Analyst: Cybersecurity bill needs revising
The new cybersecurity draft bill will give the government too much power in governance of the cyberworld, warns a legal expert.
The bill will also violate human rights and privacy as well as impede foreign investment, P&P Law Firm founder Paiboon Amonpinyokeat said yesterday.
"The draft must be revised thoroughly by the National Legislative Assembly in order to prevent abuse of power by the state," he said.
Section 35 of the draft cybersecurity bill allows the national cybersecurity committee to access people's information through email, telegraph, fax and electronic devices in the name of national security.
"This practice is a violation of human rights. Accessing such information requires consent approved by a court," Mr Paiboon said. "No country in the world has implemented such measures."
He said the bill could threaten to put a chill on foreign investment, especially by global internet companies wanting to invest in data servers and web servers in Thailand.
In addition, Section 20 of the proposed Computer Crime Act also allows the Information and Communication Technology Ministry to block websites if the law requires.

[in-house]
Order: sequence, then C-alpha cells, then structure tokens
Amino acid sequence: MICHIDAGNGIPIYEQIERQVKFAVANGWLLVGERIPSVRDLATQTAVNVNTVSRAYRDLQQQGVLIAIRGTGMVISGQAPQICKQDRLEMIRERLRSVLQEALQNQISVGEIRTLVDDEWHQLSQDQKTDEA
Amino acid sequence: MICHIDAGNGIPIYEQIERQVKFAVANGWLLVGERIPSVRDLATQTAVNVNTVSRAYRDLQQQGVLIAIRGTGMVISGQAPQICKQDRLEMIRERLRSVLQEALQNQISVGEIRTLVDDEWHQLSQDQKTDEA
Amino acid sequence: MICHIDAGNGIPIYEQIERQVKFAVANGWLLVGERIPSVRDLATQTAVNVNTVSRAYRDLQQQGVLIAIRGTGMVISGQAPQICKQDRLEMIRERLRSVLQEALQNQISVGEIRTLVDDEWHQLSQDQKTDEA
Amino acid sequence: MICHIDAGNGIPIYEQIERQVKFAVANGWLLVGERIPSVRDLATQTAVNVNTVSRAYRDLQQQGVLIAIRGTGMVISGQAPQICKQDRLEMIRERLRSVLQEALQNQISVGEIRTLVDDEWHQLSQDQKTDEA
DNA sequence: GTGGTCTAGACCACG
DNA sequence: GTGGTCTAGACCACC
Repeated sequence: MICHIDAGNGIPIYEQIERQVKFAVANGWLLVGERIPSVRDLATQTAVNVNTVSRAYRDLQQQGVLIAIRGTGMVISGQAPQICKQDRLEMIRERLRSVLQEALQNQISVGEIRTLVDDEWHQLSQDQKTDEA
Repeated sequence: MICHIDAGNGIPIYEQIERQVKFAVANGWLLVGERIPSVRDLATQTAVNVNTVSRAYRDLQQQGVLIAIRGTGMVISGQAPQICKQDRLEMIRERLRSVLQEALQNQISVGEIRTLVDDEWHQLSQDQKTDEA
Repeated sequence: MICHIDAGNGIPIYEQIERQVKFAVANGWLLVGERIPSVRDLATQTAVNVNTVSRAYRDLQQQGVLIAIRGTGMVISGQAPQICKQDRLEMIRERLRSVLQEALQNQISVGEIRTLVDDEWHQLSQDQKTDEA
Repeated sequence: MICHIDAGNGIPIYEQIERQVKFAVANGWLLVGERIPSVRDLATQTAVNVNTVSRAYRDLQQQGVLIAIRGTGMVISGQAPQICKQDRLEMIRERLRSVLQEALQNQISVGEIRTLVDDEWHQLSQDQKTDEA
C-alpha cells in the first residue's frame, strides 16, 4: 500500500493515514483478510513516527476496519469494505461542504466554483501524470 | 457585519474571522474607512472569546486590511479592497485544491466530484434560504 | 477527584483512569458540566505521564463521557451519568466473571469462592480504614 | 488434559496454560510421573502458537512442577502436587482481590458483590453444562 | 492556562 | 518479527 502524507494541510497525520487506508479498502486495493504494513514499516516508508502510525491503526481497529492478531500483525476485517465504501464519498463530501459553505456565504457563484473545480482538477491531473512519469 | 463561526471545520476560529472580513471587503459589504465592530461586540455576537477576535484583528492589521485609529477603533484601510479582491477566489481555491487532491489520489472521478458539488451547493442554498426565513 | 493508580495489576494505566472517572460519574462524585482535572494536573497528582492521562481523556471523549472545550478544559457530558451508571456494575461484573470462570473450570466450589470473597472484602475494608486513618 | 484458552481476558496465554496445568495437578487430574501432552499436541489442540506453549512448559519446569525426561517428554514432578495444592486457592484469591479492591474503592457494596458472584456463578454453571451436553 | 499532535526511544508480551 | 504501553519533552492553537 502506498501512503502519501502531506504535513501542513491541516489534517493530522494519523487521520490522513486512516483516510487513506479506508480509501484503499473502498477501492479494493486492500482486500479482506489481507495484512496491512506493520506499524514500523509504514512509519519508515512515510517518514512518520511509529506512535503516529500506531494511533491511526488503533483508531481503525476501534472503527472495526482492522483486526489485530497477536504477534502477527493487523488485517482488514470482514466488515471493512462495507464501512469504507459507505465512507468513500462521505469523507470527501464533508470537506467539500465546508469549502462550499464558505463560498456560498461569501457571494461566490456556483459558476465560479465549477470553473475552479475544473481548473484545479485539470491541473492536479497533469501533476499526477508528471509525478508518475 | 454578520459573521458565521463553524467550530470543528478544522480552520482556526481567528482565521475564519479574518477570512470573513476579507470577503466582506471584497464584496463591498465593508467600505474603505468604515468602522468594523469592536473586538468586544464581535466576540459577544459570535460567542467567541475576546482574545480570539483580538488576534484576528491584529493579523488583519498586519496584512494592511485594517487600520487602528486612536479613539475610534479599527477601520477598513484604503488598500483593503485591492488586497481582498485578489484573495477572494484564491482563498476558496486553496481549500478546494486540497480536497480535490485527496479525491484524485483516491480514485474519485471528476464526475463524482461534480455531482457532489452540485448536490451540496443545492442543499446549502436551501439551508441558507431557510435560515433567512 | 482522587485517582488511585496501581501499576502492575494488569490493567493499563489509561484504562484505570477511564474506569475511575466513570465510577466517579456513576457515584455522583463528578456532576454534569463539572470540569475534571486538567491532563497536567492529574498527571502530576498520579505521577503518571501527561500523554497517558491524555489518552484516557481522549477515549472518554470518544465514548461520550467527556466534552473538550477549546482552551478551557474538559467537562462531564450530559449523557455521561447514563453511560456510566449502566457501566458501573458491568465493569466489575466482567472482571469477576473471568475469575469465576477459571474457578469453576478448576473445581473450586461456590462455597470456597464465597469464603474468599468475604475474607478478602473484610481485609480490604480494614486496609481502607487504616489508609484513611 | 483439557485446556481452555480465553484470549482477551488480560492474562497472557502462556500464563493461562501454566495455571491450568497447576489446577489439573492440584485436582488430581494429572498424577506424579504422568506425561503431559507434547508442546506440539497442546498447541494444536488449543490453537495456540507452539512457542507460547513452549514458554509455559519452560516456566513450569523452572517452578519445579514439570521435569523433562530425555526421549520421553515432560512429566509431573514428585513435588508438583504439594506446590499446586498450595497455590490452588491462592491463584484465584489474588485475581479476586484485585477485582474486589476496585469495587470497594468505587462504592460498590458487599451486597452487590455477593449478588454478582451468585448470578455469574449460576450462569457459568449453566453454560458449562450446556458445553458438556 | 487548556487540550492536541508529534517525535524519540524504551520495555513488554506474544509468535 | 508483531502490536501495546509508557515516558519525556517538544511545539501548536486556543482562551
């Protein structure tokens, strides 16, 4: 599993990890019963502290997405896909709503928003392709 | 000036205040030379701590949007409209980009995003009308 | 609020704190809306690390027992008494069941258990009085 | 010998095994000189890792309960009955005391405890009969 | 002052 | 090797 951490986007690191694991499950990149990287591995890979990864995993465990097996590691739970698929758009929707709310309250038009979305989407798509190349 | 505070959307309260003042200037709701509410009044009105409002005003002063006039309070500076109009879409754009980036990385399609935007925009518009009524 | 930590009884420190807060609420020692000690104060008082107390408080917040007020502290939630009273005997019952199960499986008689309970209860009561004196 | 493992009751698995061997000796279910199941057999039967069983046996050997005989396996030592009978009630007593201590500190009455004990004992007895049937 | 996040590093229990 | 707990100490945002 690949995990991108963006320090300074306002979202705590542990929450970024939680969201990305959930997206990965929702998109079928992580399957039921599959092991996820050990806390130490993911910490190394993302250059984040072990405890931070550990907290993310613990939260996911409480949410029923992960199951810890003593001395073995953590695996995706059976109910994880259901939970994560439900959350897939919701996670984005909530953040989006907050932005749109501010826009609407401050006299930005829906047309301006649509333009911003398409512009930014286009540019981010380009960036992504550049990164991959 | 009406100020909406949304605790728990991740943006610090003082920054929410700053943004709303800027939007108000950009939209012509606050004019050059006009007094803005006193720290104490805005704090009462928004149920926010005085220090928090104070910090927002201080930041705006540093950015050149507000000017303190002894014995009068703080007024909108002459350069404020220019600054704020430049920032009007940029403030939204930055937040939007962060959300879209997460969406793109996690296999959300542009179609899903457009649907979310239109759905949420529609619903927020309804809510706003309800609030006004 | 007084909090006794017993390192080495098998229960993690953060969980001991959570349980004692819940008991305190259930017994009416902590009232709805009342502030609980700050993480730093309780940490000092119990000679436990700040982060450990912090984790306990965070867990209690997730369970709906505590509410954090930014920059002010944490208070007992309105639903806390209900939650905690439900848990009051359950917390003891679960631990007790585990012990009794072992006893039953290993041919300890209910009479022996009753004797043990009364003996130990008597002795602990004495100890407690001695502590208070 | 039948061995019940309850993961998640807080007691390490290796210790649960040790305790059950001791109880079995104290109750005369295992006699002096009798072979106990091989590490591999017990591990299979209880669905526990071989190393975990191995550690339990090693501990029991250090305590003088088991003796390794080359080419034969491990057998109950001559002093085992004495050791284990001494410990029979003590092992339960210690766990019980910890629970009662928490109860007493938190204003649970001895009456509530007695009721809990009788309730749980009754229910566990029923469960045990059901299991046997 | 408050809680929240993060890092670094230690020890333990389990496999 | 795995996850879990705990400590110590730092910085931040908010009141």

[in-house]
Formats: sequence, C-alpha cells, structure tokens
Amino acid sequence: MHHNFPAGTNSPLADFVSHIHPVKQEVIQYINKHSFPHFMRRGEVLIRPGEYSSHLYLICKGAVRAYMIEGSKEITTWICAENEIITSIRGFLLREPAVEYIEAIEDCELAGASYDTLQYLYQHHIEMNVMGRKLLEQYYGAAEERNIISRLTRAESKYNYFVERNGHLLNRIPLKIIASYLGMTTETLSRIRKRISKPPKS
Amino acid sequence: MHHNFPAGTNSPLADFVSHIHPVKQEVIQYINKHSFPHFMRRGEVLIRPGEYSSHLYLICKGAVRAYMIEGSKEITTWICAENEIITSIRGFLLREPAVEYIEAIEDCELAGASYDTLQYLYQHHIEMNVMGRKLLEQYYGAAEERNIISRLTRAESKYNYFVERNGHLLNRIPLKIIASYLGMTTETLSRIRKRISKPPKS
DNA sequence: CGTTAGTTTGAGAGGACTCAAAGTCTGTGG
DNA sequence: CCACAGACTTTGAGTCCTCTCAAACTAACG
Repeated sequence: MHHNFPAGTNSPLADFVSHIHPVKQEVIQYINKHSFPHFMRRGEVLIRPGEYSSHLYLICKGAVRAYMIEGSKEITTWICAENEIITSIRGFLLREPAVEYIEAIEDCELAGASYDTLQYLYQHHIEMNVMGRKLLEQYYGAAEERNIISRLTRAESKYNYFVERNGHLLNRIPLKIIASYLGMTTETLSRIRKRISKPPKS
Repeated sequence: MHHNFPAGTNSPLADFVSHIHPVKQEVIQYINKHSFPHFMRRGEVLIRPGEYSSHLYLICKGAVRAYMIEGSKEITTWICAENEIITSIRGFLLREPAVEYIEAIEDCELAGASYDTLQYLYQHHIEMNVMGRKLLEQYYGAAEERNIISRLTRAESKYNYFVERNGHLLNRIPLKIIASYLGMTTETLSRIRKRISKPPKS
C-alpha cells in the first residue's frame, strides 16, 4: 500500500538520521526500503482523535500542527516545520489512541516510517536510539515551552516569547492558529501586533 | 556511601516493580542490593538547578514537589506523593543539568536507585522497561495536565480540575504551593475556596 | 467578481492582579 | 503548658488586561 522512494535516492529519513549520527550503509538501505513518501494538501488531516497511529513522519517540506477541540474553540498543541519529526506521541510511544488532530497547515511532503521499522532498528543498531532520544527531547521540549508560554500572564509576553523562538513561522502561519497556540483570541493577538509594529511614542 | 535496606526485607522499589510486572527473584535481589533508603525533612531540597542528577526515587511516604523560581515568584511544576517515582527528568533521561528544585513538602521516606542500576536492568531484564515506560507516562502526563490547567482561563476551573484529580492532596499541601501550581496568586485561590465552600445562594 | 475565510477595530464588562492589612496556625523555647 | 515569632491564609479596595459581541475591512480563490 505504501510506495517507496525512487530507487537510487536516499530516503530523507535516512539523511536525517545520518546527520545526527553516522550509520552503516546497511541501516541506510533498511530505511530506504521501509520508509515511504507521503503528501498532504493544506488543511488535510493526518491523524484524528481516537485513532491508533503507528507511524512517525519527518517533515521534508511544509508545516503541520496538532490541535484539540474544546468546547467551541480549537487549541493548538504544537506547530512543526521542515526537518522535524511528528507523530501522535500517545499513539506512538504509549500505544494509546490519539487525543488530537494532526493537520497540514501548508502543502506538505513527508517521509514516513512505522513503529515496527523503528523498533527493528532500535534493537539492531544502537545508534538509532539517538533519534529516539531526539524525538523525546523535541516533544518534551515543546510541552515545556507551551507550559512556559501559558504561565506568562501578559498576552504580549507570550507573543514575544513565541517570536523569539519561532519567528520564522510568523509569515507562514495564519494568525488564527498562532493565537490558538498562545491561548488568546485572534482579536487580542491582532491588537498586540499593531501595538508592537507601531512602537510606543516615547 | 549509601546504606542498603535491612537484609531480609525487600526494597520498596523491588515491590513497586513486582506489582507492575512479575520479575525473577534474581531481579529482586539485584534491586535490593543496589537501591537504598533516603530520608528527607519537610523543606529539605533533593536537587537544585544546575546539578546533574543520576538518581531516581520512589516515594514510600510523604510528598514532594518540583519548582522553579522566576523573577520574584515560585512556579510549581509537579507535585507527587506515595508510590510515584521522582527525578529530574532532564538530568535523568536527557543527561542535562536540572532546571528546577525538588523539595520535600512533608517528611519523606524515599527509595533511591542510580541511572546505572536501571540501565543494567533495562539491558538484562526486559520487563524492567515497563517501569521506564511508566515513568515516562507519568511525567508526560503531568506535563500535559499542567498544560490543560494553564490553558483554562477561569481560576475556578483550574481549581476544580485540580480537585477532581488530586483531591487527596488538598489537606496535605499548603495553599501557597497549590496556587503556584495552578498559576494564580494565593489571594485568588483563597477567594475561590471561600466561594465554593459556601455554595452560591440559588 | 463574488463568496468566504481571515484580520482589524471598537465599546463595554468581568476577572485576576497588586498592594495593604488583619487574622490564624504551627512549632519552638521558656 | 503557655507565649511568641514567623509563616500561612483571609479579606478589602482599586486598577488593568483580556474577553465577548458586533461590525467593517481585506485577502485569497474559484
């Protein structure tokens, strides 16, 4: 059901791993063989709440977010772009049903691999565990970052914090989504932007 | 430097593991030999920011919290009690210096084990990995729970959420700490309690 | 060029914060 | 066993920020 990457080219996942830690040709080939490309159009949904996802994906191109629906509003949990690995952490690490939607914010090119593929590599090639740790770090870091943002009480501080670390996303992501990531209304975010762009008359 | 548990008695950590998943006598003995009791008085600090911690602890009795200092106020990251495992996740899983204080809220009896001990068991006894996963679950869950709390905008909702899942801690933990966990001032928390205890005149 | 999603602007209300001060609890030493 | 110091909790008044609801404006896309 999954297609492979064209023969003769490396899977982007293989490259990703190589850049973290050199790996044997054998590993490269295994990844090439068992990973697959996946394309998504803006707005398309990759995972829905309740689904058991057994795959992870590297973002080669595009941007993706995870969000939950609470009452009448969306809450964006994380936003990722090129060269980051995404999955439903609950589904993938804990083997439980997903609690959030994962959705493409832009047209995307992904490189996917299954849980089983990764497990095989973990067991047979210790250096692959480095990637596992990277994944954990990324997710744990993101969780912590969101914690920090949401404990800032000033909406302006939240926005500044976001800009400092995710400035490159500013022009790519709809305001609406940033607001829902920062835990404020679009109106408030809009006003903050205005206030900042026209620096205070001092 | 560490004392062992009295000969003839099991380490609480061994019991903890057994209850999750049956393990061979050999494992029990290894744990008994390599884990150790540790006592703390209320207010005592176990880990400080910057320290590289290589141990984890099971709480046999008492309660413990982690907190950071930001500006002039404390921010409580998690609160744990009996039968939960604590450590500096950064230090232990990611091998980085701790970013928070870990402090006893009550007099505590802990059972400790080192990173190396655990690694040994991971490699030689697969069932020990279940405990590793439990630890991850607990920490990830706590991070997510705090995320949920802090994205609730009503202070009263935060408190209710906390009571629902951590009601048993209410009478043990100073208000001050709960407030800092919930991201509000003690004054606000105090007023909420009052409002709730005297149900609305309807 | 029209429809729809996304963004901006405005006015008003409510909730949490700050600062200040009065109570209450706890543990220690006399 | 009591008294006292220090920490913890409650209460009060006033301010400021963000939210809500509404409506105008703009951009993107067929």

"This clause is too general. It should not be too broad in scope," Mr Paiboon said.
In comparison, the existing Computer Crime Act states that the government can block websites that pose a threat to national security or promote terrorism or lese majeste.
Mr Paiboon added that the new laws governing the digital economy would give too much power to the soon-to-be-established Digital Economy and Society Ministry.
Dhiraphol Suwanprateep, a partner at Baker & McKenzie, said there was no balance between privacy and the need for national security under the latest draft bill.
The computer crime draft bill's primary objective is to tackle cybercrime, he said.